If you develop or design for the web, user experience is always the primary driver of your product or service - so you have most likely heard of the phrase Core Web Vitals. Core Web Vitals can be separated into three factors; Largest Contentful Paint (LCP), First Input Delay (FID) and Cumulative Layout Shift (CLS).
In this article we will just be focusing on CLS. We will define exactly what CLS is, what the negative impacts can be, how to measure CLS and how resolving any CLS issues can directly benefit your users for a better experience when navigating your web pages.
To begin, let's take a look at the definition from Google:
CLS is a measure of the largest burst of layout shift scores for every unexpected layout shift that occurs during the entire lifespan of a page.
The most important part of this definition is the key word ‘unexpected’. How many times have you been reading a new article from your favourite blog and all of a sudden just as you attempt to click a link, the page jumps and your cursor is now hovering over an entirely different element!
We have all experienced this frustration. It can sometimes be the difference between a user converting or not. There are several things that can cause a page to jump unexpectedly; these are a few examples:
On the other hand, there are ‘expected’ layout shifts; not all layout shifts are negative and sometimes are crucial for a good user experience. For example, user interaction such as clicking, hovering with UI elements such as carousels, pagination lists, navigation menus and modal popups, will require some new form of interface, this is essential for interaction feedback and a smooth user experience.
Your CLS can be quantified as a number, and this value can have a negative impact on your site’s SEO performance. Your score can be categorised into three categories:
There are many tools out there that allow you to measure your site’s CLS score. We recommend using Lighthouse, a tool developed by Google that is integrated directly into Google Chrome.
To be able to fix any layout shifts your website has, you first need to identify what elements are causing issues. This article is only going to cover Lighthouse, but there are many other tools out there that can identify visual stability problems. Here are a few to take note of:
If you are new to using Chrome’s developer tools, we advise familiarising yourself with the interface before reading any further.
Firstly, navigate to the webpage you want to inspect CLS for. Then, right click anywhere on the page and click ‘Inspect’ this will open up a new window inside your browser.
Next, there are several tabs positioned at the top of the window, click on the tab labelled ‘Lighthouse’. Make sure the ‘performance’ category is ticked and then click ‘Generate report’. This will take a short amount of time to analyse the page and collate its results. Once this has finished, it will present information regarding the webpage’s performance metrics, but we are only focused on two parts; the CLS score and the ‘avoid large layout shifts’ segment.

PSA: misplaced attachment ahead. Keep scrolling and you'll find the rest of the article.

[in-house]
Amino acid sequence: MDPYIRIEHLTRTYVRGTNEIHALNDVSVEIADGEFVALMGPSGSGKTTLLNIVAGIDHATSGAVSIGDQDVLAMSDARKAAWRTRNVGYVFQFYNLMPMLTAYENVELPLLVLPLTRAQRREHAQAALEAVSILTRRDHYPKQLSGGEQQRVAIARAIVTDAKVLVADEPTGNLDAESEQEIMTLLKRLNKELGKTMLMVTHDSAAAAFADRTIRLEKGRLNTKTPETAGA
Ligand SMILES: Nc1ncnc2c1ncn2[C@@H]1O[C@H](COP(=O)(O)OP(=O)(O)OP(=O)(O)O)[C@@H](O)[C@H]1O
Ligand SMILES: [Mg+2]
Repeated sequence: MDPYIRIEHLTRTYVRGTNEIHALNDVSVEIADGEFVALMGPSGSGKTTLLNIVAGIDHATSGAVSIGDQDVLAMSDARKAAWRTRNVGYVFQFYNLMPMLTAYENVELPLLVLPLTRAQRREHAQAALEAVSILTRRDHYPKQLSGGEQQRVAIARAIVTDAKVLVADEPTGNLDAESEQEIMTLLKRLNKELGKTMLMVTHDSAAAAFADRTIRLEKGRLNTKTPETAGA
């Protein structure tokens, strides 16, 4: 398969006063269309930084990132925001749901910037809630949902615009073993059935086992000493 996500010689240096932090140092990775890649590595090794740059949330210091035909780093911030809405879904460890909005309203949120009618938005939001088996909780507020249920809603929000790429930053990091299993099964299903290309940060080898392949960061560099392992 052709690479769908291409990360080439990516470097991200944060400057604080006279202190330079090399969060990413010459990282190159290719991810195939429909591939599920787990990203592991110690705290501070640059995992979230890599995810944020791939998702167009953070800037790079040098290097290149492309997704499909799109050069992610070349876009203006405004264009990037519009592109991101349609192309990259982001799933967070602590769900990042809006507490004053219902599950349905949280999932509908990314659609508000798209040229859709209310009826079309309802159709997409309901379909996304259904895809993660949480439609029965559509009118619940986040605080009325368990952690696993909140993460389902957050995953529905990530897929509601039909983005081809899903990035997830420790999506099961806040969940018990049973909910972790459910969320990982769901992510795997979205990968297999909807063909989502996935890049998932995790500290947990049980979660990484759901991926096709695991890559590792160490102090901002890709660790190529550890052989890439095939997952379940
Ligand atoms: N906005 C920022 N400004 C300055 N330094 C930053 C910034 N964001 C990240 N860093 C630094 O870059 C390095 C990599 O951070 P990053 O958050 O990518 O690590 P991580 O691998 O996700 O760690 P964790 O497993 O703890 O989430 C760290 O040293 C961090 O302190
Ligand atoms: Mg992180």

In order to find the layout shift audit, scroll down until you see the dropdown box. Click it and you should now see a list of elements on the page that are causing large layout shifts.
Now you have identified the elements on the page that are causing issues and impacting your score you can begin to implement solutions to resolve these. The two most common issues that often occur and are arguably the easiest to fix are:
Lighthouse has some fantastic resources that help explain the issue and provide solutions to fix the above. From here your developer will be able to take action and help you achieve your goal of optimising your webpage’s performance.
Cumulative Layout Shift is one of three metrics that make up Core Web Vitals. It is a measurement of the amount of unexpected layout shifting during the lifecycle of a webpage. CLS describes the movement of elements in the user interface when the user attempts to interact with them. It can create horrific user experiences and have a real, negative impact on your website’s SEO performance.
User experience and performance are two things here at Andy’s Web Kitchen that we are passionate about. We are constantly advising our clients how to improve these areas so they can deliver the very best experience for their users and improving your CLS score does exactly that.
This article has discussed what CLS is, what tools are available to help you with any problems, how to identify these elements on the page and how to minimise your website's stability nightmares. Using the resources discussed in this article, take a look at your webpage’s CLS score and see what can be done to improve it. Or, get in touch we would love to hear from you and help you achieve your targets.